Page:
Six million Brits will be, once past Calais, driving abroad to Europe this summer – but the RAC has discovered almost two in three of them don’t know the three-digit number to dial in an emergency.
Knowledge of the correct number – 112 – is ‘worryingly’ low, which could lead to difficulties in an accident.
RAC European breakdown operations manager David Huggon said: “We all recognise 999 as the main emergency phone number in the UK, but it appears that once we’ve left the country we leave our knowledge of who to ring in an emergency behind too.”
10% of motorists say they would dial 111 in an emergency when in Europe: that’s the UK NHS non-emergency line.
6% say they would dial 911, the emergency number in the United States and Canada, while 5% would call 101, the UK non-emergency police line.
Indeed, it’s the introduction of 101 and 111 phone numbers in the UK that might be why motorists are getting confused, reckons Huggon.
112 for the EU
Simply try to remember 112 is Huggon’s advice. “The 112 number works right across the EU, including the UK.
“But it doesn’t get a lot of promotion – certainly not in Britain, where we have 999 anyway, but not a great deal in continental Europe either, although electronic motorway signage in some countries including France is used to remind drivers.”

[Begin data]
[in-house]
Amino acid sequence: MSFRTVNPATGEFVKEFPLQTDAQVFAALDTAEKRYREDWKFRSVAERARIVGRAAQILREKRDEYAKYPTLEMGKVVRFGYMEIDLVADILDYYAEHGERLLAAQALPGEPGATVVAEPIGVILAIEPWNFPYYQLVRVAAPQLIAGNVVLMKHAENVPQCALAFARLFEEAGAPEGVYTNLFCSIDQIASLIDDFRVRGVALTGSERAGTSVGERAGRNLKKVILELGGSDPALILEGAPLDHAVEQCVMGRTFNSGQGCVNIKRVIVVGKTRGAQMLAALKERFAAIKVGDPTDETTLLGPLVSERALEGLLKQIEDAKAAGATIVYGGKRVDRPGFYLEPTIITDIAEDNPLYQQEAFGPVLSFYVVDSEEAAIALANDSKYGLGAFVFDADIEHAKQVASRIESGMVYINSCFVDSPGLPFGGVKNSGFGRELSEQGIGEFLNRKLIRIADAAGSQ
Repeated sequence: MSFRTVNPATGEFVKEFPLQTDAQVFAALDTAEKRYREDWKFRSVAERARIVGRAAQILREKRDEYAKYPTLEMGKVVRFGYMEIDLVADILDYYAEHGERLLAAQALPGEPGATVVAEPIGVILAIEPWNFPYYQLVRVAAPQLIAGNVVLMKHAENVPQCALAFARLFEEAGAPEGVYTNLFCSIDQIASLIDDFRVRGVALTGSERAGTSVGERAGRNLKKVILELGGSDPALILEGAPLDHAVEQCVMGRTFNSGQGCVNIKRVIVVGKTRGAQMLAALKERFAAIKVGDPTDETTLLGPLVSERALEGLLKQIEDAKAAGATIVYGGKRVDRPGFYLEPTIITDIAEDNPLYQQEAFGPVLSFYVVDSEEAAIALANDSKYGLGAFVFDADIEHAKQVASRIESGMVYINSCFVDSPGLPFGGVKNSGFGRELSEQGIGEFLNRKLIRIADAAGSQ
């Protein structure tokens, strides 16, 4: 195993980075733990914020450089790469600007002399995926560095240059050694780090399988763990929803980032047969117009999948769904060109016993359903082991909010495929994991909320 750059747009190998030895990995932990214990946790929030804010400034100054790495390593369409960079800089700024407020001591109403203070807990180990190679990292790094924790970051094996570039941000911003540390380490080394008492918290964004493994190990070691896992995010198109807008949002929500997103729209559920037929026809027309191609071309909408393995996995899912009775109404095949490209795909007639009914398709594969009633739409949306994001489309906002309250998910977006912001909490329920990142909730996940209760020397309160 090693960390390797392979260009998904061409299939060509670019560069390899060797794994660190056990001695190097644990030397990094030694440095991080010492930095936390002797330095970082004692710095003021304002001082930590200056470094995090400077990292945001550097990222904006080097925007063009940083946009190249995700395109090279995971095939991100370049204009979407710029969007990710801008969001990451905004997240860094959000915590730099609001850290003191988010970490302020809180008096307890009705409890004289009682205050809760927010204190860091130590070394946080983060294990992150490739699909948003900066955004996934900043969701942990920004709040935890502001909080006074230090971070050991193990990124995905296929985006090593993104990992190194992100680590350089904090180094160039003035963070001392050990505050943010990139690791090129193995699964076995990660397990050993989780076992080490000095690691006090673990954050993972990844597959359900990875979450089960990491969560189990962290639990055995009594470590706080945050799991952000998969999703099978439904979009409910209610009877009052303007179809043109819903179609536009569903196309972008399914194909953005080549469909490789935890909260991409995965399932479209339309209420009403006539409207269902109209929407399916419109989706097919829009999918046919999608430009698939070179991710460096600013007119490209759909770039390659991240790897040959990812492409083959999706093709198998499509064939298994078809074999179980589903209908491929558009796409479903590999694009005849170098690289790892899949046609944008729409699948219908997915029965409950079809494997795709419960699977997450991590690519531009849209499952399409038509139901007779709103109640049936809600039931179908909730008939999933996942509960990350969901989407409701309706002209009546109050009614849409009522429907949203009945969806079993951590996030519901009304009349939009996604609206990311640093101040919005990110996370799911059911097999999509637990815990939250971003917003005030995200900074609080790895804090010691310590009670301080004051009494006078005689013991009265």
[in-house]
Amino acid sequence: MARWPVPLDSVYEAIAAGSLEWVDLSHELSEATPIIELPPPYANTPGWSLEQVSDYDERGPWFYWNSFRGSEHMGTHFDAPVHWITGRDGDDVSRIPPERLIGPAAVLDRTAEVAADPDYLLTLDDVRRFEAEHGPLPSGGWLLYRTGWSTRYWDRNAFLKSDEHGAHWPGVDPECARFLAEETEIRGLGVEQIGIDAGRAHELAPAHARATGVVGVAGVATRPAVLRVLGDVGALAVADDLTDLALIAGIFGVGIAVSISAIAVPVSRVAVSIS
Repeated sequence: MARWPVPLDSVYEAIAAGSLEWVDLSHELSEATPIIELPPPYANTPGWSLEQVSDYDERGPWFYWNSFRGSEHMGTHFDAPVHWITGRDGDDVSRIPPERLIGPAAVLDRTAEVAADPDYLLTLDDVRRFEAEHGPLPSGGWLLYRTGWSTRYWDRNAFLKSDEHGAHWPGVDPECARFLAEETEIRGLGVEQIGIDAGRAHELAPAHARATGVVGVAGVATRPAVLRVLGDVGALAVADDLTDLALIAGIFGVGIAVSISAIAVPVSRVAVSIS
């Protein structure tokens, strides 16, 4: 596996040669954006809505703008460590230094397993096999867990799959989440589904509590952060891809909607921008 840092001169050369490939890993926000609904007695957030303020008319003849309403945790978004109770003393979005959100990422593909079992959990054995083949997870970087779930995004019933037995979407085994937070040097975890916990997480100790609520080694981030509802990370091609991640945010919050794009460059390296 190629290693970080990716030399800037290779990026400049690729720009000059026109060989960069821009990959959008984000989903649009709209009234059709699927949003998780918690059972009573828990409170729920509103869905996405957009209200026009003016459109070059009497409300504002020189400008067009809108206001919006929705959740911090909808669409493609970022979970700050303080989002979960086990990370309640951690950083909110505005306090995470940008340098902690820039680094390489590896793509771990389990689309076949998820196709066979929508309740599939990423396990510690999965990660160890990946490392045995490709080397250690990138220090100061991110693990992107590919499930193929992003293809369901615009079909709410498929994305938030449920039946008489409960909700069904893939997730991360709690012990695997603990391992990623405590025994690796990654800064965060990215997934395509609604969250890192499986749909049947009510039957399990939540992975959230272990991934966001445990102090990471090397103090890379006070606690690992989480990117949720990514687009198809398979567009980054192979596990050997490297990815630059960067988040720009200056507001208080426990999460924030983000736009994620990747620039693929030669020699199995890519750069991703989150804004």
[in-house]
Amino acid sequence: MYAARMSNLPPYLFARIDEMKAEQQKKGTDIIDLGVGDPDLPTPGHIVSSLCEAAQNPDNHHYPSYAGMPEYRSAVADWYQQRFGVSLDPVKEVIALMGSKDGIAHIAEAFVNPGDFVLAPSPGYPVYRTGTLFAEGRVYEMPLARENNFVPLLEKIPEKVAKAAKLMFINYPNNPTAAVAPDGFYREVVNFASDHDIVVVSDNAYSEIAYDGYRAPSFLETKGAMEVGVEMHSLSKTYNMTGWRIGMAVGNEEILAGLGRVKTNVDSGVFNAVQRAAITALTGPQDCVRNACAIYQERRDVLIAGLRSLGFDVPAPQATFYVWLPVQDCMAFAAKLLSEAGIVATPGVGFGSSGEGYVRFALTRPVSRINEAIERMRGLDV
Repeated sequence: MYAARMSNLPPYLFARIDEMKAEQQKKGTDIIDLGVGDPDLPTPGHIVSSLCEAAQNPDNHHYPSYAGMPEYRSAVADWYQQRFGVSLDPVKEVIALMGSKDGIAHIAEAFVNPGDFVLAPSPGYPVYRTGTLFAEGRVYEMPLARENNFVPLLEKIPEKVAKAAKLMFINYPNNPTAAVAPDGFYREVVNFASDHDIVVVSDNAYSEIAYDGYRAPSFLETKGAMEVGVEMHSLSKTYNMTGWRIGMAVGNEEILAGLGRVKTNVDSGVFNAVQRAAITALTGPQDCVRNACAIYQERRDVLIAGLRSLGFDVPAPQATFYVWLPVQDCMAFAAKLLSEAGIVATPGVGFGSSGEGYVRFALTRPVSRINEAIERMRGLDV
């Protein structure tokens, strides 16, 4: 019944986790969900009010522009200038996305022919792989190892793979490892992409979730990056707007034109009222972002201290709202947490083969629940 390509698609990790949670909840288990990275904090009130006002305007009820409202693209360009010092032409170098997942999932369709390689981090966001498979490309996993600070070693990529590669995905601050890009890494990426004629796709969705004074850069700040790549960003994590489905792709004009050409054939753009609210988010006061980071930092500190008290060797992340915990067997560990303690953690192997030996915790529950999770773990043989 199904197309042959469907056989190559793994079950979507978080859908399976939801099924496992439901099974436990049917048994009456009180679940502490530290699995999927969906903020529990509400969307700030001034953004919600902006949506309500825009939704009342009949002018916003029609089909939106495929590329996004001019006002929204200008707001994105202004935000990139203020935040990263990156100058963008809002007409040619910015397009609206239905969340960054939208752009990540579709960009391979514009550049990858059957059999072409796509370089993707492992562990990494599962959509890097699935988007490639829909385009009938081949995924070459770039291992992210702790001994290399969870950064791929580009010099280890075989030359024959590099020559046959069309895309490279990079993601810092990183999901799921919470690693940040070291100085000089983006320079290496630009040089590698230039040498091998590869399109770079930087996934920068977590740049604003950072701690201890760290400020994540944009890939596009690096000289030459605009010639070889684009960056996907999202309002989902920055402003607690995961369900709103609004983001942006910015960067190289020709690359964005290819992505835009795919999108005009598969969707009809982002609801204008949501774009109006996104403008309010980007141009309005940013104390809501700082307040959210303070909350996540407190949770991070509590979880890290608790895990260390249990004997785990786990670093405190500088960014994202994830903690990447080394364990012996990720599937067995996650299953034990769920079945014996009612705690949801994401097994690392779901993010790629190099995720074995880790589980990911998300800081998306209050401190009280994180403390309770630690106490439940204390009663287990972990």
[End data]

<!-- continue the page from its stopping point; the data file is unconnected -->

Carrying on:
But won’t they speak a foreign language? Not at all. “Drivers need not be concerned about language barriers either, as in many cases dialling 112 will put you through to an English-speaking call handler while abroad.”
Emergency numbers – the RAC guide
|Phone number||What it’s for||Where it works|
|112||Emergency assistance line||All of the European Union|
|999||Emergency assistance line||United Kingdom|
|911||Emergency assistance line||All of North America|
|101||Police non-emergency assistance line||United Kingdom|
|111||NHS non-emergency assistance line||England and Scotland, and Wales from October 2015|
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